Re: RFP policy

On Tue, Aug 21, 2001 at 12:23:31PM -0400, John Kodis was heard to remark:
> On Tue, Aug 21, 2001 at 09:45:26AM -0500, Linas Vepstas wrote:
> > You (we?)  need to cultivate a class of spec writers that will
> > e.g. add specs for SSL support in ghttp, and maybe document/extend
> > what ever the hell is in glib.  The spec writers/documentors are not
> > yet a part of gnome; maybe they don't perceive the reward for thier
> > efforts.
> I think that the prevaling culture that "he who writes the code, makes
> the rules" has precluded the participation of this spec-writer and
> API-designer class of hacker.  

Yeah, well, I admit I usually like my own API designs better than
those of others, but not always.  Certainly, for big systems, standards
are key.

The problem that many projects have is that the coders are frequently
inexperienced, and make poor design choices.  There's any number
of times where I thought "geee, clearly the person who did this
doesn't know xyz, and it would be so much better if they did pqr
instead.  Gee, I think I'll write them and explain the concept ..."
and then it gets late, and I get tired ... and not infrequently, 
coders are aloof, because they think they're smarter than you are.   
I've had some classic run-ins with some gnome coders who were,
how shall I say it ... ignorant of what they were coding, unwilling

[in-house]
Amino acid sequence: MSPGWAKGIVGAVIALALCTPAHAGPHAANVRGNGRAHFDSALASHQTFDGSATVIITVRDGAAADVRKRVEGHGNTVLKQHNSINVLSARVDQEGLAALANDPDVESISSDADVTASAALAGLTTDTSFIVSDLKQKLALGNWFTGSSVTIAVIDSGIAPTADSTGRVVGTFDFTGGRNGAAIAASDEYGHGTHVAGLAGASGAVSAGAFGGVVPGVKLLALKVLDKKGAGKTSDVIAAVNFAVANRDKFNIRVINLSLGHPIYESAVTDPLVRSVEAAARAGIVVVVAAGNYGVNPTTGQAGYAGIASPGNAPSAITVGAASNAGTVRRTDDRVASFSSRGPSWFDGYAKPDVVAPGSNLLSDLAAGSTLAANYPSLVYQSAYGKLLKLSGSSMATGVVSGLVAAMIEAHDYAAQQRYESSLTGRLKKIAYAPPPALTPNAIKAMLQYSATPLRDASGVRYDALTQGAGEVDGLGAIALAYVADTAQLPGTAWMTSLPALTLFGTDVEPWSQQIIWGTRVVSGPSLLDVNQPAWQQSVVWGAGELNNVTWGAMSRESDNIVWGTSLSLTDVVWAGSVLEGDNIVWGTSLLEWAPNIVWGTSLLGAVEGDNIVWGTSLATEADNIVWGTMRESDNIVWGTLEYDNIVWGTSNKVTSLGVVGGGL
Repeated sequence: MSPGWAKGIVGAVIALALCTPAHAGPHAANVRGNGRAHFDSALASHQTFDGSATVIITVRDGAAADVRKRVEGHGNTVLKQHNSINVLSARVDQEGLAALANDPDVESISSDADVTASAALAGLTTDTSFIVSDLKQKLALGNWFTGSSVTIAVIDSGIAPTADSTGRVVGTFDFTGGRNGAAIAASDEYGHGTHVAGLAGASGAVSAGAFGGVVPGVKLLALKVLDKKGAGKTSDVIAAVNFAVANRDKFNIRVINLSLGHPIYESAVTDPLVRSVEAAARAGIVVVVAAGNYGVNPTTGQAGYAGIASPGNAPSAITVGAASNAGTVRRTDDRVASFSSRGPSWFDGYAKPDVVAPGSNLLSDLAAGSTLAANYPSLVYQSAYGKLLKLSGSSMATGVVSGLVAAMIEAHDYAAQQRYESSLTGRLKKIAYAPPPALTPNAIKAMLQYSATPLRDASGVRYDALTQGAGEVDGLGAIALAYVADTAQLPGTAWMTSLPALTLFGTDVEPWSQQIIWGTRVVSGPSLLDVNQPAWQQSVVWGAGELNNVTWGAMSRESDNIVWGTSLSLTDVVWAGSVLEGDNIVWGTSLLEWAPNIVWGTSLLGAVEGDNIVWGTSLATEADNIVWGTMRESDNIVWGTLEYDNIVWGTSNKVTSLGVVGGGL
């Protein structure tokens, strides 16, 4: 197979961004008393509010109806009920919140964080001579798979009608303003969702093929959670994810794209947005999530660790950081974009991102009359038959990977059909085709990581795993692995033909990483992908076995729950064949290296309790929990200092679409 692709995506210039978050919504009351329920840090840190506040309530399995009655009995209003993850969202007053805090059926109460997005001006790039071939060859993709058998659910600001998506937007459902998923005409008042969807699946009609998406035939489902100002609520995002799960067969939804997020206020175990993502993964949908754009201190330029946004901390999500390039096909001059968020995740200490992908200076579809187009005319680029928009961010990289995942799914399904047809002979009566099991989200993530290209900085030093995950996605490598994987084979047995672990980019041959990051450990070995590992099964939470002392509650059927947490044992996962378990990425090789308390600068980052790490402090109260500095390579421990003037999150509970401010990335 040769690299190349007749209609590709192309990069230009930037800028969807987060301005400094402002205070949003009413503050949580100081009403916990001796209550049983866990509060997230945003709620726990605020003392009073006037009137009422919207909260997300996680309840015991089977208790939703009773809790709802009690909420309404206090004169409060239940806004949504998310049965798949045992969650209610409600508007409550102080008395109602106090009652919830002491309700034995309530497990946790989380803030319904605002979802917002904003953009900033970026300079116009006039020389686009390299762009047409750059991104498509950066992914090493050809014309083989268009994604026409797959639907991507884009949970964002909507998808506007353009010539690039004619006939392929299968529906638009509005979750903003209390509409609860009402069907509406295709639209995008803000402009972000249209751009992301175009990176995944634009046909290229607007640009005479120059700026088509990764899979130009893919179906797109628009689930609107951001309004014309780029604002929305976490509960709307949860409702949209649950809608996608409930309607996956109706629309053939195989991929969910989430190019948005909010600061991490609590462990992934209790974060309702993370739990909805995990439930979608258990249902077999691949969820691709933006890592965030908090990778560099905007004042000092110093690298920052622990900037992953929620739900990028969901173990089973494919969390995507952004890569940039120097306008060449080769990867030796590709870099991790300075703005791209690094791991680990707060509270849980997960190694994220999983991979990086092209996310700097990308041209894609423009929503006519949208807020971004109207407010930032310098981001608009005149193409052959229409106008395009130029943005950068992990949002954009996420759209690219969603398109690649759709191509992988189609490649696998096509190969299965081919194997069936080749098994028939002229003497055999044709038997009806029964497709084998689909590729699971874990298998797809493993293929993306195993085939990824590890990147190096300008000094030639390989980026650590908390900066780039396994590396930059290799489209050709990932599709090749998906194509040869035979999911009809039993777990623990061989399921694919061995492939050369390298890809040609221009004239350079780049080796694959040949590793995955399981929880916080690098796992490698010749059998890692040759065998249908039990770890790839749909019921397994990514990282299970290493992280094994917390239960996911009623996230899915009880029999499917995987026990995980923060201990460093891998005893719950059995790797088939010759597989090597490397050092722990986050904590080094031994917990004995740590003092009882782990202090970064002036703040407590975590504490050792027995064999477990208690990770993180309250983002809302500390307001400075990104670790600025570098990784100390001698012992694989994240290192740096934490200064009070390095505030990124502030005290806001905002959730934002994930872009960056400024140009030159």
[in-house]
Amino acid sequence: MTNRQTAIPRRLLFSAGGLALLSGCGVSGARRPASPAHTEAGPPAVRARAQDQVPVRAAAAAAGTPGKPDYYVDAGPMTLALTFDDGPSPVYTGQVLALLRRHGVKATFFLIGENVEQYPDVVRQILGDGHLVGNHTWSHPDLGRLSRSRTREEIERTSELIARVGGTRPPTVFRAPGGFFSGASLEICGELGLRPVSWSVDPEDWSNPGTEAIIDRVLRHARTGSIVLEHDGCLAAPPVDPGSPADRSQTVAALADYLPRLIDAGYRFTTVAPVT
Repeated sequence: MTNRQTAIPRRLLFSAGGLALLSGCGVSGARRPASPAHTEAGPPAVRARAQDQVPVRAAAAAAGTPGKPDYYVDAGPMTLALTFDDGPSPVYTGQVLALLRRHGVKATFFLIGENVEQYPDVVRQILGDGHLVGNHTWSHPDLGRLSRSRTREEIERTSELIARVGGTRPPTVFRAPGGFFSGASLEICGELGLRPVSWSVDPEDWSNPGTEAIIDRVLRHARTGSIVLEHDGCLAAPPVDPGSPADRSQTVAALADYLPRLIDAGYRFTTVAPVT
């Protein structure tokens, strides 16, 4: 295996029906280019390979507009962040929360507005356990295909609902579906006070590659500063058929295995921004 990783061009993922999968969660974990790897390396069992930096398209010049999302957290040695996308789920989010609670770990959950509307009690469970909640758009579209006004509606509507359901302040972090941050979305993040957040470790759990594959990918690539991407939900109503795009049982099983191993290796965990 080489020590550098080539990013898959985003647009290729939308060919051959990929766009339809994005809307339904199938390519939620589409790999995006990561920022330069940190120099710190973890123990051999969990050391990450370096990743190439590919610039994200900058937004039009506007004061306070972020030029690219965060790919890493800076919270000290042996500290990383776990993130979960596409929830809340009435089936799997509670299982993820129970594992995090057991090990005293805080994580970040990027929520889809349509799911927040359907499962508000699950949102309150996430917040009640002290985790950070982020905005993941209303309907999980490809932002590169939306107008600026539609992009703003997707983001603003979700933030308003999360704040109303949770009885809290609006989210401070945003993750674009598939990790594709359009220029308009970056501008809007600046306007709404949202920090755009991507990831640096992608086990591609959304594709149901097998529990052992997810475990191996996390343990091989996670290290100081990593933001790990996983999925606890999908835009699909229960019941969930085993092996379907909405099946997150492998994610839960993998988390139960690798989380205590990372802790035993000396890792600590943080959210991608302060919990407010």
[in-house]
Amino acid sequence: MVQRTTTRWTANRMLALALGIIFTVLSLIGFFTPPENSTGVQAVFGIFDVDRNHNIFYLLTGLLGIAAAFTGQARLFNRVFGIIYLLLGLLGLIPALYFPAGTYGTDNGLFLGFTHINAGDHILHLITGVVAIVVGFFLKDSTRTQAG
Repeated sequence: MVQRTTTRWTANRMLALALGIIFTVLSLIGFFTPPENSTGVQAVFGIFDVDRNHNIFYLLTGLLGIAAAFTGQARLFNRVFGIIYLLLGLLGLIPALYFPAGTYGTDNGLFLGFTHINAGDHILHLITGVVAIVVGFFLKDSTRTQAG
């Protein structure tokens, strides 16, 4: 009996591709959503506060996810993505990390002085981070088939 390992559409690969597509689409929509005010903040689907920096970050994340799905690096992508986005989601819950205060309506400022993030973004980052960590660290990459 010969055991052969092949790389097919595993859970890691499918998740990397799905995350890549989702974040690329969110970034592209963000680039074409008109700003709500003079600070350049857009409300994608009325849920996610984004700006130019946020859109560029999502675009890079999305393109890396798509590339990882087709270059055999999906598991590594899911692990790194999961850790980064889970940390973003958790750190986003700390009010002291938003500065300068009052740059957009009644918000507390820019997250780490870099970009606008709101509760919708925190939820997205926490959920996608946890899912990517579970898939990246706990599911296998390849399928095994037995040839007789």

to listen or learn, and then botched the job as a result. 
It can be exhausting to argue with a coder about a better way of
doing things, as one usually looses.   

The RFP process is interesting, since it potentially short-circuits 
the argument. Instead, you have a document, and if its well-written, 
and its available before coding has started, then the coder will 
look at it and say 'yeah this is a great idea, I'll code just like this'

The point being that if if the idea is written down *before* coding
starts, then its a great idea.  If its written down in a mailing 
list *after* coding starts, then its clearly a stupid idea coming 
from a moron who doesn't know anything, and who is only getting in 
the way of programmers who are trying to be productive.

Just a fact of life, something I've learned repeatedly, the hard way,
from being on both sides of the fence.


[Date Prev][Date Next]   [Thread Prev][Thread Next]   [Thread Index] [Date Index] [Author Index]